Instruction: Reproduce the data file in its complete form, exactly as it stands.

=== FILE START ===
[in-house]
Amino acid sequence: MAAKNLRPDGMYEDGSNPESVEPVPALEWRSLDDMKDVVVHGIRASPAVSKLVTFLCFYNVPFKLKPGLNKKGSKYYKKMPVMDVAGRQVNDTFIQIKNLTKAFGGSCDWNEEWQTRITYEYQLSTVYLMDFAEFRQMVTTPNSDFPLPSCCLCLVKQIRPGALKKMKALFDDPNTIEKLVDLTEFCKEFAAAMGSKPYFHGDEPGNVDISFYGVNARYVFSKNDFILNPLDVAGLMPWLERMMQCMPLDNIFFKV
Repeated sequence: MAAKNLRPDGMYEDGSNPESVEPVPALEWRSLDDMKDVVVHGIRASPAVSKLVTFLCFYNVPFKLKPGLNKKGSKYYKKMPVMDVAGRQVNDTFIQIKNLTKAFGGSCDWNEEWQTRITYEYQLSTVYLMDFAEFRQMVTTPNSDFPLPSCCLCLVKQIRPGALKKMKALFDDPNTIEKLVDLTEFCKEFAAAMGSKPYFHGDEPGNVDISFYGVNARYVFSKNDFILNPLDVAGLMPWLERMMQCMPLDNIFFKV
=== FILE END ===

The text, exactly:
[in-house]
Amino acid sequence: MAAKNLRPDGMYEDGSNPESVEPVPALEWRSLDDMKDVVVHGIRASPAVSKLVTFLCFYNVPFKLKPGLNKKGSKYYKKMPVMDVAGRQVNDTFIQIKNLTKAFGGSCDWNEEWQTRITYEYQLSTVYLMDFAEFRQMVTTPNSDFPLPSCCLCLVKQIRPGALKKMKALFDDPNTIEKLVDLTEFCKEFAAAMGSKPYFHGDEPGNVDISFYGVNARYVFSKNDFILNPLDVAGLMPWLERMMQCMPLDNIFFKV
Repeated sequence: MAAKNLRPDGMYEDGSNPESVEPVPALEWRSLDDMKDVVVHGIRASPAVSKLVTFLCFYNVPFKLKPGLNKKGSKYYKKMPVMDVAGRQVNDTFIQIKNLTKAFGGSCDWNEEWQTRITYEYQLSTVYLMDFAEFRQMVTTPNSDFPLPSCCLCLVKQIRPGALKKMKALFDDPNTIEKLVDLTEFCKEFAAAMGSKPYFHGDEPGNVDISFYGVNARYVFSKNDFILNPLDVAGLMPWLERMMQCMPLDNIFFKV